Honorable Mention. Here’s a terrific shot from Sleeping Bear Dunes National Lakeshore, via Facebook: “The beaches and viewpoints make the Port Oneida Rural Historic District the perfect place to spend the Summer Solstice, official at 7:09pm EST. Enjoy Summer 2012!

Opening Day – On June 20? Thanks to Glacier National Park. Opening day for the Logan Pass Visitor Center was June 20, 2012. Yep, summer flies by at this altitude. Pic courtesy of Glacier National Park, via Facebook.

A Long Hot Summer? CPC (NOAA’s Climate Prediction Center) is predicting a hotter than average summer for much of America, the best chance of sizzling heat over the Intermountain Weset and the Middle Mississippi River Valley. Map: Ham Weather.


Apps That Present Highlights Of The World In Front Of You. It’s called “augmented reality”, and it’s a fascinating new field; one more app you may need for your smart phone. Here’s an excerpt from an article at The New York Times (subscription may be required): “Augmented reality covers the many ways of adding digital information to the real world around you, usually by adding on-screen flags to the video feed from a smartphone’s camera. It’s clever and very futuristic, but you can still try it out now easily. To identify the ship, for example, I used a free app, Layar, which can pull in many different sources of augmented information. In my case it was data from Vesseltracker.com, which has up-to-date location information about ships in its database.”

80.74 MPH – On A Skateboard? Please don’t try this at home – this guy is a trained professional (with the right equipment – and a brand new life insurance policy). Gizmag.com has the details: “Traveling at 80.74 mph (129.94 km/h) on four wheels won’t usually grab you a Guinness world record, but when that feat is achieved on a vehicle that relies on only leg power and gravity, it’s another story. That’s just what 28-year old Mischo Erban has done in a record-breaking downhill skateboard run at Les Éboulements in Quebec, Canada, this week.”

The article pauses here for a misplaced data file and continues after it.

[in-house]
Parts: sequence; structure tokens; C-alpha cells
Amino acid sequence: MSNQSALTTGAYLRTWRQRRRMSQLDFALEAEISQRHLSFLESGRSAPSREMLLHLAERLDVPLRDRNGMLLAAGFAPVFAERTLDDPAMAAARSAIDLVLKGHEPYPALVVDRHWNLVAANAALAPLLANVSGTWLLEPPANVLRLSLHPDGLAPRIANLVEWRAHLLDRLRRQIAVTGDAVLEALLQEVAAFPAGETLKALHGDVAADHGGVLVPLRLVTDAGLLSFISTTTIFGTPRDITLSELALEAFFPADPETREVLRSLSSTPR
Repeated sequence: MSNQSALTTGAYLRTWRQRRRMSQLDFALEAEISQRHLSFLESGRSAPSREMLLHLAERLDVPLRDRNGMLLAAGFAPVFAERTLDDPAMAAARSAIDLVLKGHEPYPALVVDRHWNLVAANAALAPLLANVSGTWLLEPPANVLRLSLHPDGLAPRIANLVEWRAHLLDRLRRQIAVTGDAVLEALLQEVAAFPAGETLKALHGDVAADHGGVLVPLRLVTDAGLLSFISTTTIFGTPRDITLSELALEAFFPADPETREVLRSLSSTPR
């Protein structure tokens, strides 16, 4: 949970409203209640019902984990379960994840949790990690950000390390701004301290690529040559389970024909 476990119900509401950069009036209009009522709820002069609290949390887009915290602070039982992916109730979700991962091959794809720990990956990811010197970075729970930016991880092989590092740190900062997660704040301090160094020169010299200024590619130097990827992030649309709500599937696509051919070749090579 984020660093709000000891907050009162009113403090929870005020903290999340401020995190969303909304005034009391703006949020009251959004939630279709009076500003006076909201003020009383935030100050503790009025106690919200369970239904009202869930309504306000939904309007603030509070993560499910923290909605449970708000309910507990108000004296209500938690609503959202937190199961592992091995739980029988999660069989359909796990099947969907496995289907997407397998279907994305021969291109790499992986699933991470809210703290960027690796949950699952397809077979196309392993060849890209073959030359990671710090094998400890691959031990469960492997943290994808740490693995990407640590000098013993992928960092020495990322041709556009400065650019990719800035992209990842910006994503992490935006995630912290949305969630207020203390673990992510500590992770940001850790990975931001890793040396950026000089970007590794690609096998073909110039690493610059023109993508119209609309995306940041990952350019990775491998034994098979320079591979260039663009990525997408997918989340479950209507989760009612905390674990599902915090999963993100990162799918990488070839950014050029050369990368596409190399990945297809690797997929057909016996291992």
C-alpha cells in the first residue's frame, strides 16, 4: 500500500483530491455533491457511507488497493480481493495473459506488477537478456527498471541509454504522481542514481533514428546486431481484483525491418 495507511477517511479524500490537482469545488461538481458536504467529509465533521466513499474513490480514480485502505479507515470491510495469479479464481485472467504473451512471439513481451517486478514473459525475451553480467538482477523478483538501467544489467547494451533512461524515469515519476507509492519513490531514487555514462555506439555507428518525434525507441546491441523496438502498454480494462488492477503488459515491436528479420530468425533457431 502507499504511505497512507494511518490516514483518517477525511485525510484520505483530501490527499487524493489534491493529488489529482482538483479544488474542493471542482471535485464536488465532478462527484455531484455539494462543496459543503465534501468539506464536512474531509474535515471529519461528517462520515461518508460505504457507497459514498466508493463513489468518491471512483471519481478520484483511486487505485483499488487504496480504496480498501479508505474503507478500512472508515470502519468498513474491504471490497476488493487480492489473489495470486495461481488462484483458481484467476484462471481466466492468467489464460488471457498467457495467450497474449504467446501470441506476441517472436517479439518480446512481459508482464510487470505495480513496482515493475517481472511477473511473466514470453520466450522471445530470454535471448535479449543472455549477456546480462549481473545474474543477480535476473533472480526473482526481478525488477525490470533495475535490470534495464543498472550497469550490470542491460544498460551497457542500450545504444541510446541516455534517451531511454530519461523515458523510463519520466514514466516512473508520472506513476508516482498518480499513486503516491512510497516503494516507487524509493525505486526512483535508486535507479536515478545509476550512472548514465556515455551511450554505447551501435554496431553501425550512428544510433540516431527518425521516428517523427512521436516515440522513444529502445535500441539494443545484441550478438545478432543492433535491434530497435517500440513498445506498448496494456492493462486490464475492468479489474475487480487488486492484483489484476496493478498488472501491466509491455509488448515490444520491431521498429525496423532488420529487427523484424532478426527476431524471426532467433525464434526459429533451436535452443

Microsoft Unveils Windows Phone 8. I love my iPhone (yeah, I’m an Apple fanboy), but this phone is…different, unique even. I like the continuous updating panels on the home screen. More details from gizmag.com: “Microsoft has certainly been keeping us all on our toes as of late, and just a couple of days after its big Surface tablet reveal, the Redmond-based team are back in the headlines – this time appearing at the Windows Phone Summit to spill the goods on Windows Phone 8, due for release sometime in the final quarter of this year. So what’s new? Well, quite a lot actually.”

You Might Want To Avoid Baltimore Until Further Notice. I got a chuckle out of this, especially the “2 degree guarantee” part. 775F? Welcome to Venus! TVSpy.com has the details of this unfortunate Chyron goof: “The majority of the country is in the grips of a heat wave right now, but fortunately for Baltimore, it is not as hot there as a graphic on WMAR‘s Sunday newscast (above) predicted it would be. “If you take a look at tomorrow, temperatures will be into the 70s,” meteorologist Mike Masco said. “Not 775 degrees. That’s really a hot day.” [via Baltimore Media Blog].”

Sad, But True. The older you get, the more time you (waste) looking for stuff you know you have, you just can’t remember where. Getting old sucks.

The 4 Stages of Life. O.K. I’m in a dark mood today – but this pic captured my interest (well into phase 3). One photo kind of sums it all up eh?

What’s At The End of The Rainbow? An Outhouse. What happened to the pot of gold? It was replaced with a….pot.

Canadian Reprieve. A surge of cooler, drier air swept over Minnesota yesterday, dropping dew point temperatures into the 50s, a badly-needed break from the “muggies”. Highs ranged from 71 at Hibbing to 77 Twin Cities, 78 at St. Cloud and Redwood Falls. .09″ of rain fell in the metro area, with .77″ reported at Rochester.

Paul’s Conservation Minnesota Outlook for the Twin Cities and all of Minnesota:


TODAY: Partly sunny. Dew point: 55. Winds: NW 10-15. High: 81

FRIDAY NIGHT: Clouds increase, slight chance of thunder late. Low: 62

SATURDAY: Patchy clouds, isolated shower or T-storm. Most of the day should be dry. Dew point: 59. Winds: S 15. High: 81